The words “profit down” are beginning to sound like a broken record for Canadian banks.
On May 24, the Bank of Montreal (CA:BMO) and Bank of Nova Scotia (CA:BNS) reported second-quarter 2023 (April-end) results. Both banks missed analyst expectations as a result of higher loan provisions.
With a possible recession in the second half of the year, the situation for banks will likely get worse before it gets better, suggesting that the best days for Canadian banks could be behind them.
As a group, the country’s bank stocks are down 7.3% in the last six months, as reflected in the performance of the Horizons Equal Weight Canada Banks Index ETF (CA:HEWB). That Toronto-listed exchange-traded fund holds all six of the country’s biggest lenders. BMO stock is down 14.6% in that time, while BNS stock is down 8%.
Fintel’s quant model dashboards currently show a Value score for BMO stock of 75.77 and for BNS of 63.32. Recall, those numbers are derived from a proprietary scoring model that ranks companies based on their relative valuation. Scores range from 0 to 100, with 100 being the most undervalued.
BMO reported second-quarter adjusted earnings per share of $2.93, 30 cents lower than a year earlier and 26 cents less than the analyst estimate. (All figures in Canadian dollars, unless otherwise specified.)
Its reported revenue in the quarter was $8.44 billion, 9.4% lower than Q2 2022. On an adjusted basis, accounting for the Bank of the West acquisition (completed in February for US$13.8 billion) and higher net interest income, revenues rose 46.8% from $5.76 billion a year ago and flat to Q1 2023.
“Against the backdrop of an uncertain economic environment, our Canadian and U.S. personal and commercial banking businesses continued to deliver good pre-provision, pre-tax earnings, while our wealth and capital markets businesses were impacted by lower customer activity,” said Darryl White, chief executive officer, BMO Financial Group.
“These results were underpinned by continued strong asset quality and capital, with a CET1 ratio of 12.2% following the closing of the largest acquisition in our history.”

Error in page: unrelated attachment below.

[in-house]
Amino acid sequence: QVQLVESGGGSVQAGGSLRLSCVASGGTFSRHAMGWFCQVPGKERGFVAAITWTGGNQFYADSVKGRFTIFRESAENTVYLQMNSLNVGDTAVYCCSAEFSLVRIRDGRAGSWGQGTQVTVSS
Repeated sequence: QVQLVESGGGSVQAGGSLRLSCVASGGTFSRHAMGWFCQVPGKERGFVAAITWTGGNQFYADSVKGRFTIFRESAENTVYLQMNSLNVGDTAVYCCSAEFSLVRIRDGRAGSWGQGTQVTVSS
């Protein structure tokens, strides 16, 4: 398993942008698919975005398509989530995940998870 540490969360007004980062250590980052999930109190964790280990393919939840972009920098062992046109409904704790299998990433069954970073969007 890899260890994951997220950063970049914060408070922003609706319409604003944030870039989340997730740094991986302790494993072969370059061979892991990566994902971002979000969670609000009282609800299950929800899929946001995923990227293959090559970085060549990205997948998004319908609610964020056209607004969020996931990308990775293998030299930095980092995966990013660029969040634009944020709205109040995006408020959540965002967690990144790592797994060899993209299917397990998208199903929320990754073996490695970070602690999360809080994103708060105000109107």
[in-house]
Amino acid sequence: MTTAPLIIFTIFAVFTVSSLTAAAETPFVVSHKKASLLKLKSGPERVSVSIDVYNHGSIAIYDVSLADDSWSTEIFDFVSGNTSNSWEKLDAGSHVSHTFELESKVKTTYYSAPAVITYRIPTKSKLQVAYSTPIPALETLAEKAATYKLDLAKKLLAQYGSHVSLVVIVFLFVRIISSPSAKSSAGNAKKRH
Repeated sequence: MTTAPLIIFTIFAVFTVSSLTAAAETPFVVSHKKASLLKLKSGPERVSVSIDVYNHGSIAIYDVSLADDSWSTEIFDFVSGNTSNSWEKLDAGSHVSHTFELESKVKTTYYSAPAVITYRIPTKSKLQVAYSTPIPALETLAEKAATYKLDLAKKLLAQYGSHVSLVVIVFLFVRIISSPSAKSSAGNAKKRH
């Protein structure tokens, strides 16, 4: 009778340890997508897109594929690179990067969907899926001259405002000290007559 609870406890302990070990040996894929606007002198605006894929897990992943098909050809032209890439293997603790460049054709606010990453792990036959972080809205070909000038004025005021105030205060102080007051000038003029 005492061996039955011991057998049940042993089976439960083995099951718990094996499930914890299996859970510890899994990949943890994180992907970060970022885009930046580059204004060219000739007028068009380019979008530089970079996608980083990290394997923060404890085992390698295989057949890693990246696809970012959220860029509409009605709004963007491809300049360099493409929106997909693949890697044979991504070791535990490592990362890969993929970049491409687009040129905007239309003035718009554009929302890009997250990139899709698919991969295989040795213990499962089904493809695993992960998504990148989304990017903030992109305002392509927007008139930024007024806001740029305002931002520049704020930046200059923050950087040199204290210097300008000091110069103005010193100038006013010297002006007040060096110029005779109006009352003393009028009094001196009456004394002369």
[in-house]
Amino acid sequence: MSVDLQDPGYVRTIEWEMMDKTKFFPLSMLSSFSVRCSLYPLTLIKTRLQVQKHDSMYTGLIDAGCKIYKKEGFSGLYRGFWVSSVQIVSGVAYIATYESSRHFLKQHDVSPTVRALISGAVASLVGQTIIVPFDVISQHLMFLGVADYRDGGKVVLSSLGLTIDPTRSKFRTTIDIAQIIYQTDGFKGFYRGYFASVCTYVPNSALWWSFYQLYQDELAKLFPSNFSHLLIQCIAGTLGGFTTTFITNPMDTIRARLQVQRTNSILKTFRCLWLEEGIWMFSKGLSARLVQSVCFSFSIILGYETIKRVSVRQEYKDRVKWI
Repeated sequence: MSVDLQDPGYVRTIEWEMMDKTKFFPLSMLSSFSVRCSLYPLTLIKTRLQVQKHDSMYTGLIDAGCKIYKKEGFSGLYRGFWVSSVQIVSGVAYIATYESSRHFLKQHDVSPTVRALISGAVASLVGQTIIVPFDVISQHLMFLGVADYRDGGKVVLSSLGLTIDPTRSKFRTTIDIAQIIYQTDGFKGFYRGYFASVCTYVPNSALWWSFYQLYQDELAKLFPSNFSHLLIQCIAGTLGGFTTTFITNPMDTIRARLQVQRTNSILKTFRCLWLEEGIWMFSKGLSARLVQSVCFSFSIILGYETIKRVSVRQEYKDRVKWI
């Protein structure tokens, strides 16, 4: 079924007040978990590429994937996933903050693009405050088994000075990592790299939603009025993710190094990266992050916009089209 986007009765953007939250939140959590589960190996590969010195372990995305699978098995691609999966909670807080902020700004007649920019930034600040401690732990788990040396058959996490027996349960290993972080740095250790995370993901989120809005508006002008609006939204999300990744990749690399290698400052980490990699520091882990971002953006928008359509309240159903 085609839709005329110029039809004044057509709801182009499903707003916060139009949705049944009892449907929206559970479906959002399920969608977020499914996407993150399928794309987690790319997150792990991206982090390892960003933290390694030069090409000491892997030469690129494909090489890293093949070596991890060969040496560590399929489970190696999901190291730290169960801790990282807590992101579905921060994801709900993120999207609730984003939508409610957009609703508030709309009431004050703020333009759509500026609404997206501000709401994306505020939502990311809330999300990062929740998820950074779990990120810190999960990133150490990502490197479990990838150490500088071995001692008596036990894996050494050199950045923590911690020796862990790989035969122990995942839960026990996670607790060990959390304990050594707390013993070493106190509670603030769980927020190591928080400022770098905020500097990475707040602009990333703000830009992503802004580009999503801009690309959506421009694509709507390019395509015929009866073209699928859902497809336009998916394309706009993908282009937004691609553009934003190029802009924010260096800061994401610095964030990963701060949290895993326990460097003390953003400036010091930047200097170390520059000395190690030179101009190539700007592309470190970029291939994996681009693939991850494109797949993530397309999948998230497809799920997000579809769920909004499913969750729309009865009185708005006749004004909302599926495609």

While both its U.S. personal and commercial banking (P&C) business and Canadian P&C grew their pre-provision pre-tax earnings (PPPT) in the quarter — 48.7% higher to US$858 million for the former and 7.4% higher to $1.42 billion for the latter – it is the bank’s provision for credit losses (PCL) that ought to be worrying investors.
The Canadian P&C segment had $228 million in PCL in Q2 2023, up from $164 million in Q1 2023 and $54 million in Q2 2022, a four-fold increase from a year ago. Its U.S. P&C segment PCL in the quarter was US$51 million, up from US$46 million in the previous quarter and a recovery of US$30 million a year ago.
Bank of Montreal’s total reported PCL in the quarter was $1.02 billion, up from $217 million in the previous quarter and $50 million a year ago.
Given Canadians have the highest household debt in the G7, bank investors in this country have to be somewhat worried about the second half of the year, regardless of the dividend increases provided by both banks.
What About BNS?
Bank of Nova Scotia’s revenue fell to $7.93 billion in the second quarter, $51 million less than in the first quarter, and $13 million less than a year ago, so it was essentially flat YOY. On the bottom line, its net income was $2.13 billion, or $1.69 a diluted share, down 20.1% from $2.67 billion, or $2.16.
The bank’s PCL in the quarter was $709 million, $71 million higher than the previous quarter and 223.7% up from $219 million a year ago. For the first six months of the year, its PCL increased by 205.4% to $1.35 billion from $441 million a year ago.
On a per-share basis, the bank’s $1.69 in earnings were eight cents lower than the consensus estimate.
“I am pleased with the bank’s stable operational performance in the quarter and encouraged that our strong capital and liquidity profile positioned us well to manage through the current environment of heightened macroeconomic uncertainty,” Scotiabank chief executive Scott Thomson said in a statement.
Like BMO, BNS increased its quarterly dividend by 2.9% to $1.06 a share. Its annualized payment of $4.24 yields a high 6.5%.
Nothing soothes the nerves of bank investors like a dividend hike. But, while it’s important not to get carried away by the latest results, a perfect storm between high Canadian household debt and lower economic output could be brewing.
That spells trouble for the Big Five and all the other Canadian banks.
This article originally appeared on Fintel
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